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sheitscript - Shell Macros in Shell

Estimated Reading Time: 1.75 minutes.

Who doesn't love awful things in programming?

Here for another round of "Oh hell, what has he done this time!?" we have sheitscript!


The Idea

Macros tend to be incredibly useful. Shell scripting tends to be fairly useful, if used in the right place and the right time.

What if, we gave shell scripting macros? And let it be its own macro engine?

That sounds downright horrible.

Let's do it!


The Implementation

It took me a total of three minutes to go from first idea to full implementation, so we're not going to spend a lot of time here, I'm afraid.

The entirety of the implementation is:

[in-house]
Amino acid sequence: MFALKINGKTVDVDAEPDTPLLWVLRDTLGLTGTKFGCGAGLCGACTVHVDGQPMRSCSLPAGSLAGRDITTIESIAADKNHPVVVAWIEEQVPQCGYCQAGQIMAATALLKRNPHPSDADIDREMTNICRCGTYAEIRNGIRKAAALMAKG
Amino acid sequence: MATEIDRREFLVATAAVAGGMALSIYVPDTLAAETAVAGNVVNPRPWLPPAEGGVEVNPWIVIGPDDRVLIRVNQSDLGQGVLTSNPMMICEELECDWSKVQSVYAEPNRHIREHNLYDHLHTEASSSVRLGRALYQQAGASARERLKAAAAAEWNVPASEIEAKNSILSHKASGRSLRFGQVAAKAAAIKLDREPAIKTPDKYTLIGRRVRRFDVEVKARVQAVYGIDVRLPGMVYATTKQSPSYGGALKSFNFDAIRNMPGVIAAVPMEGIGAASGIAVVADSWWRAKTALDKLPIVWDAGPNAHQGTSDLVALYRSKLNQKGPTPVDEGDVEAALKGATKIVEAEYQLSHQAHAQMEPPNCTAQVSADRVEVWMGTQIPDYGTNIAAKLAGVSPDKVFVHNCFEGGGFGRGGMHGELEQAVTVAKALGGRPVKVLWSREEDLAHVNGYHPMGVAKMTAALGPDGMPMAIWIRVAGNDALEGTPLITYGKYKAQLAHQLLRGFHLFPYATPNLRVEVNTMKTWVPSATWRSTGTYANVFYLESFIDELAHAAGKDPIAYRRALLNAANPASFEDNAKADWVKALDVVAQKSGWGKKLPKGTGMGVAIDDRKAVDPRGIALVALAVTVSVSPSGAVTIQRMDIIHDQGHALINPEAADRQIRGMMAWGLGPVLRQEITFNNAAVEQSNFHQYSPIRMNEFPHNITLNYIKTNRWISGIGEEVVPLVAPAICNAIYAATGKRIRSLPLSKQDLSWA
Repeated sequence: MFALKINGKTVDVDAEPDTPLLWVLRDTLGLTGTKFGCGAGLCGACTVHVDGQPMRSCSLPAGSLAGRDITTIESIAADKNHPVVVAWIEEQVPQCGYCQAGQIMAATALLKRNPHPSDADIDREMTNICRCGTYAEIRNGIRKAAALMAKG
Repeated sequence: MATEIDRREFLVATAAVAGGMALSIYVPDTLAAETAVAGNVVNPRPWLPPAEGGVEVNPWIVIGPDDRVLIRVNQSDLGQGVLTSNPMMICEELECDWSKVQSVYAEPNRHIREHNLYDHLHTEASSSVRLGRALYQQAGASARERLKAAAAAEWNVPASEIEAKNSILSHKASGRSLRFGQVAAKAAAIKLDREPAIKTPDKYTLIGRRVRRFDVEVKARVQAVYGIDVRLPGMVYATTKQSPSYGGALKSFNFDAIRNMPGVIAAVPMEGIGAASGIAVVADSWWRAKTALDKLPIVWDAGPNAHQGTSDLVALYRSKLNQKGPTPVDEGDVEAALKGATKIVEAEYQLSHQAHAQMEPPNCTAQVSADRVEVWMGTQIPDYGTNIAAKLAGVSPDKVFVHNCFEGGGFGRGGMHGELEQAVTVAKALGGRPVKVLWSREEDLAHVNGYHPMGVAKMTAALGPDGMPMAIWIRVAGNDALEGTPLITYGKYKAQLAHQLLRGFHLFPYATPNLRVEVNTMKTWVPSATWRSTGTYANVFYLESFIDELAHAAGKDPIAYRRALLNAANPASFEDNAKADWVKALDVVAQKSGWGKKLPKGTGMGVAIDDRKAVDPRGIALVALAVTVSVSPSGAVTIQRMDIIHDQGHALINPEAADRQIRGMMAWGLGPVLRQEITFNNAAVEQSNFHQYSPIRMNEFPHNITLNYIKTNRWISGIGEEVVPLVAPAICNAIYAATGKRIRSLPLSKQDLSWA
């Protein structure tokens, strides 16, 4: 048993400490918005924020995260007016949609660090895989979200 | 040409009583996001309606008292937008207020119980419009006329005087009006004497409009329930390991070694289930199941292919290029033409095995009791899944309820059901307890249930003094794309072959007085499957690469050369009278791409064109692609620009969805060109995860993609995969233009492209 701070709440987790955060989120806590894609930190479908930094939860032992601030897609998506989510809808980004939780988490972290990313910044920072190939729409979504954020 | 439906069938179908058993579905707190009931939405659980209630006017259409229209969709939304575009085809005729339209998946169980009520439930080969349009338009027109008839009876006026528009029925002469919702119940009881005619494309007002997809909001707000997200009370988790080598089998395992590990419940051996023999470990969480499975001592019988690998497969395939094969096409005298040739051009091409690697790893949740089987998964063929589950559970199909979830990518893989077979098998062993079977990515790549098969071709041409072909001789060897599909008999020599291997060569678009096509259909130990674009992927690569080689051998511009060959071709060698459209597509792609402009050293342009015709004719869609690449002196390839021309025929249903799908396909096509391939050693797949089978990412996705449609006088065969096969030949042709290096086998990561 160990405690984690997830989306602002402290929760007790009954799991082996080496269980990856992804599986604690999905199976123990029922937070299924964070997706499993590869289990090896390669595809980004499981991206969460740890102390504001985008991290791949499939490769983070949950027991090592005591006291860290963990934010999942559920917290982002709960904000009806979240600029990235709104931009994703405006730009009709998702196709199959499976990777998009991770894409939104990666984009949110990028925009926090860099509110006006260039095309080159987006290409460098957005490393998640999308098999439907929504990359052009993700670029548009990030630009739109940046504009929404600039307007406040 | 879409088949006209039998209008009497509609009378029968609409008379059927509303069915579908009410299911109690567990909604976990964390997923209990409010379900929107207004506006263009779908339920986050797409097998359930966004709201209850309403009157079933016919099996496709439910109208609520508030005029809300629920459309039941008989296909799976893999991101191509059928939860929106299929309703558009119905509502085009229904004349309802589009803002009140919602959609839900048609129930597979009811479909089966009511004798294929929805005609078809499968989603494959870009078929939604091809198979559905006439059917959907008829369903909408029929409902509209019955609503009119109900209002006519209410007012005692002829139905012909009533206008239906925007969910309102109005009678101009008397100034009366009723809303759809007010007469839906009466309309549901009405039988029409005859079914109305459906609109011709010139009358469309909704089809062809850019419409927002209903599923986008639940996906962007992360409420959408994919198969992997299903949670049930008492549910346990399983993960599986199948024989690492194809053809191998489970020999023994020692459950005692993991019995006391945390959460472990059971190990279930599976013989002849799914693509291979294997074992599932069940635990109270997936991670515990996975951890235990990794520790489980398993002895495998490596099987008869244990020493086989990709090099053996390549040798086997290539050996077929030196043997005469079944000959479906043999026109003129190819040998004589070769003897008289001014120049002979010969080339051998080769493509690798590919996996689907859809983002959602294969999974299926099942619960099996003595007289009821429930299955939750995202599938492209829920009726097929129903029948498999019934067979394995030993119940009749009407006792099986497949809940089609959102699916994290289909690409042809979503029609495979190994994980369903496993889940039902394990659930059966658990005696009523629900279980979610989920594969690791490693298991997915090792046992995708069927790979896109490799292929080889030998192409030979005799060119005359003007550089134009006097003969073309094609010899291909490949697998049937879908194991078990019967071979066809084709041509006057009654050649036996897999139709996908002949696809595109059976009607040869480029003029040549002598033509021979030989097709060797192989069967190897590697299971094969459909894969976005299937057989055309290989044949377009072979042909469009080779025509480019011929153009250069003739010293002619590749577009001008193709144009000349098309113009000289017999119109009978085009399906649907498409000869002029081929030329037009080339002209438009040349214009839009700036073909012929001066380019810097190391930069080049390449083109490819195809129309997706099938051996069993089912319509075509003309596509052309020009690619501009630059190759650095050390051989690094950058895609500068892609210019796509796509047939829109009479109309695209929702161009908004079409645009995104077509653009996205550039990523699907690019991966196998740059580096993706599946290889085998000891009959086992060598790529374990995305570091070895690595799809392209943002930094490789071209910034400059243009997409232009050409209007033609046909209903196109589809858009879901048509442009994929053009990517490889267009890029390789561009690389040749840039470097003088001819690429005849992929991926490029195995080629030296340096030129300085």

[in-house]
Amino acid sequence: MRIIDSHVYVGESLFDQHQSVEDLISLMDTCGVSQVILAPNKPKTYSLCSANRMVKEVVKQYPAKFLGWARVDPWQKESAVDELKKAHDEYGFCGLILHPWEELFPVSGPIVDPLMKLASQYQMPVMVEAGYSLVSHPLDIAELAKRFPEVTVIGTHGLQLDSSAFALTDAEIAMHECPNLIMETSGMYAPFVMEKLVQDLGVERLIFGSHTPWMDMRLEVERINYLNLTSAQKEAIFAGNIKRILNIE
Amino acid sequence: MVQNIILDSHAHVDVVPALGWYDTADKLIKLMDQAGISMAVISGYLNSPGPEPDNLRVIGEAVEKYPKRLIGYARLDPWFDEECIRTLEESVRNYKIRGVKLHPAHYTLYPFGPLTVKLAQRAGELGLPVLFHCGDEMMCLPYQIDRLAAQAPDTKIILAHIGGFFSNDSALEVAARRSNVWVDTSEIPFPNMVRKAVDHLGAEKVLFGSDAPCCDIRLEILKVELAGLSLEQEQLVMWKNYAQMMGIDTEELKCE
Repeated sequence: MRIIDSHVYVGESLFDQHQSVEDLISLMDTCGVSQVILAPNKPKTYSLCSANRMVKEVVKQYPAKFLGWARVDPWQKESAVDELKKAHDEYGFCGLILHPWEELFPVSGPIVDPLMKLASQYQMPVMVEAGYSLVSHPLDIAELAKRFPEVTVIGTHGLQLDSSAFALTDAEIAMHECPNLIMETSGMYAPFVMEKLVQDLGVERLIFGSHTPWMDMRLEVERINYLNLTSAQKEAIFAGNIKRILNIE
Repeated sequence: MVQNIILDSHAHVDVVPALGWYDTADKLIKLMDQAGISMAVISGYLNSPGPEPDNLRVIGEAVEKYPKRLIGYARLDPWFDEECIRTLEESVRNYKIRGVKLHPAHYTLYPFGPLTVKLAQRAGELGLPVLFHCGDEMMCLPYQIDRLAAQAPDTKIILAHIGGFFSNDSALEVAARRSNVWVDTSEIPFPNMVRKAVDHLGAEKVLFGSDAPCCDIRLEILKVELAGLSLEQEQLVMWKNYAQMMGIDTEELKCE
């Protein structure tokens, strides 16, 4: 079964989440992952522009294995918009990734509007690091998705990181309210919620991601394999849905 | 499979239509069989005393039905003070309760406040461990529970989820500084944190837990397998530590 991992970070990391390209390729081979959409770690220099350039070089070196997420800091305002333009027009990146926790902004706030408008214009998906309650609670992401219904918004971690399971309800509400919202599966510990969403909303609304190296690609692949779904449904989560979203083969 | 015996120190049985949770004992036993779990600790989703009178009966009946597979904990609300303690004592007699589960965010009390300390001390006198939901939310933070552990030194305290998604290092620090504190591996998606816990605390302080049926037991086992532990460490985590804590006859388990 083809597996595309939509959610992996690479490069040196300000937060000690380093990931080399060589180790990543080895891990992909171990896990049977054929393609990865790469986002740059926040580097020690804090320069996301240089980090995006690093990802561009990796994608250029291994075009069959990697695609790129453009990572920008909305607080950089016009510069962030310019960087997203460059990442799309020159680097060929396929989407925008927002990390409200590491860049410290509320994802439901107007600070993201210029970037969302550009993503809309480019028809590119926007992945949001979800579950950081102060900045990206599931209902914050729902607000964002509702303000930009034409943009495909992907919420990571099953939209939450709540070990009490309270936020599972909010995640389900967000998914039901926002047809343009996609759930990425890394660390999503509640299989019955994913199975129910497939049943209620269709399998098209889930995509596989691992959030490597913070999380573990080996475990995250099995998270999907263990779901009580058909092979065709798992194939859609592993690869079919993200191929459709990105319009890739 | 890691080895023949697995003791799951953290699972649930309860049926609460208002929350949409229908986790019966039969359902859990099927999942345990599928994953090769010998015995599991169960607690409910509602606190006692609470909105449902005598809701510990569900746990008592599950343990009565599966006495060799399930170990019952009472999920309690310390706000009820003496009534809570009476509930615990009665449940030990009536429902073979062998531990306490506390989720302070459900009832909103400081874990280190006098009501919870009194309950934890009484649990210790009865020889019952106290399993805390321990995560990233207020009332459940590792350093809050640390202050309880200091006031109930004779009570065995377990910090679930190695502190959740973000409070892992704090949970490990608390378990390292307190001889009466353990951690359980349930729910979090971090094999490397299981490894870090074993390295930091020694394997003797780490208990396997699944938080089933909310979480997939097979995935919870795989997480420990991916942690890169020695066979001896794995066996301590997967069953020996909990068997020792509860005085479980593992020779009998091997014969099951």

#!/bin/sh

tmpfile="$(mktemp)"
tmpfile2="$(mktemp)"
cp "$1" "${tmpfile}"

. "${tmpfile}" > "${tmpfile2}" 2>/dev/null
while [ "$?" -eq 0 ]; do
    cp "${tmpfile2}" "${tmpfile}"
    . "${tmpfile}" > "${tmpfile2}" 2>/dev/null
done

cat "${tmpfile}"

rm "${tmpfile}" "${tmpfile2}"

Tada!

Basically, continually try and run the scripting file, copying over the resulting output until it errors out, and then output the last non-error stdout.

There are a couple caveats:


Basic Usage

We'll start off with something simple.

Because we have multiple layers, we can write something like:

echo 'echo "Hello, World!"'

And we'll get the output

Hello, World!

Well, that was interesting. And boring. Lets take it further!

Baby steps first:

val="echo 'Hello, World!'"
echo "$val"

Which, of course, outputs the same.

val='echo "$msg"'
echo "$val"
msg='Hello, World!'

Here, we define our $msg last, but it'll get passed to the next round of the expansion, and so we still get the expected output.

Obviously you can do far more complicated and evil things, but you'll need to make sure that the script has the right exit status to continue processing each time. And well... This is an awful idea.

If you truly feel the need to continue the exploration... Let me know, below!


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